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Mon, Apr
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Fine Gael set to rule the roost

Election 2011
No suprises - Fine Gael looks set to rule the roost

Election De Facto
Liamy MacNally

Election candidates were normally told about the state of the roads.  Today, we simply jive our cars among a kaleidoscope of potholes.  There is a sense of desperation ahead of this election – an angst that all is lost, or if not all, almost all.
Wannabe politicians appear like spectral beings on a horizon of hopelessness, all promises and smiles, full of sound and fury and signifying what?  Many people are disillusioned with the politics of promises, which is still so evident.  Fianna Fáil has changed overcoats, but the heart remains intact.  Micheál Martin is waffling around the country at a rate of knots, without a speck of shame.  Fianna Fáil still does not get it, it’s that simple!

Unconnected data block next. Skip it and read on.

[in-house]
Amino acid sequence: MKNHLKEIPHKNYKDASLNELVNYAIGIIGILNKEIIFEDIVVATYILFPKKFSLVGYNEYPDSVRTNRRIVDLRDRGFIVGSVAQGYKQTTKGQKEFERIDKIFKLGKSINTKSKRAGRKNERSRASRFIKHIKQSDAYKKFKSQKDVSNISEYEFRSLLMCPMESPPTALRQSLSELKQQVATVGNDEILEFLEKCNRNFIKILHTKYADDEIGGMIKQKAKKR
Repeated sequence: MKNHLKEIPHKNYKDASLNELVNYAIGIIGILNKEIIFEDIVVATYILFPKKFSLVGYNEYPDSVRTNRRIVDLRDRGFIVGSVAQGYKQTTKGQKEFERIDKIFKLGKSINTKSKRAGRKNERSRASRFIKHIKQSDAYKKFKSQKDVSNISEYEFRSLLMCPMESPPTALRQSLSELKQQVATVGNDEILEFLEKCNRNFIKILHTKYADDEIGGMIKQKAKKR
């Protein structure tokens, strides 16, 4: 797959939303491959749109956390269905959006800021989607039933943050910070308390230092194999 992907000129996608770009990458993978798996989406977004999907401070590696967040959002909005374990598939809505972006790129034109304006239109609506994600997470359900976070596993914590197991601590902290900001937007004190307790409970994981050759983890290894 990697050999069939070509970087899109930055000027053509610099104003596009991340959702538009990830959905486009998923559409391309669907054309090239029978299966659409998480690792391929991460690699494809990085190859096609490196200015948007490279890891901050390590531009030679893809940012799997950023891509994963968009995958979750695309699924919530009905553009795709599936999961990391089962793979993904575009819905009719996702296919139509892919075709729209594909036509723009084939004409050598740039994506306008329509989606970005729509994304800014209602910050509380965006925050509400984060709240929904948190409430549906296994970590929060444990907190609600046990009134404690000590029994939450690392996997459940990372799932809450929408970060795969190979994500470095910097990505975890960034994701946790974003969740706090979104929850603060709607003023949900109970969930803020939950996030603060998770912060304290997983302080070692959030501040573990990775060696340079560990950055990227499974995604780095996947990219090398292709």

That is a huge problem for the so-called Republican Party.  Perhaps they should change their name to the Europats because they have sold the country to Germany and France without a battle.  Irish elections are now held in the shadow of the Euro eagle.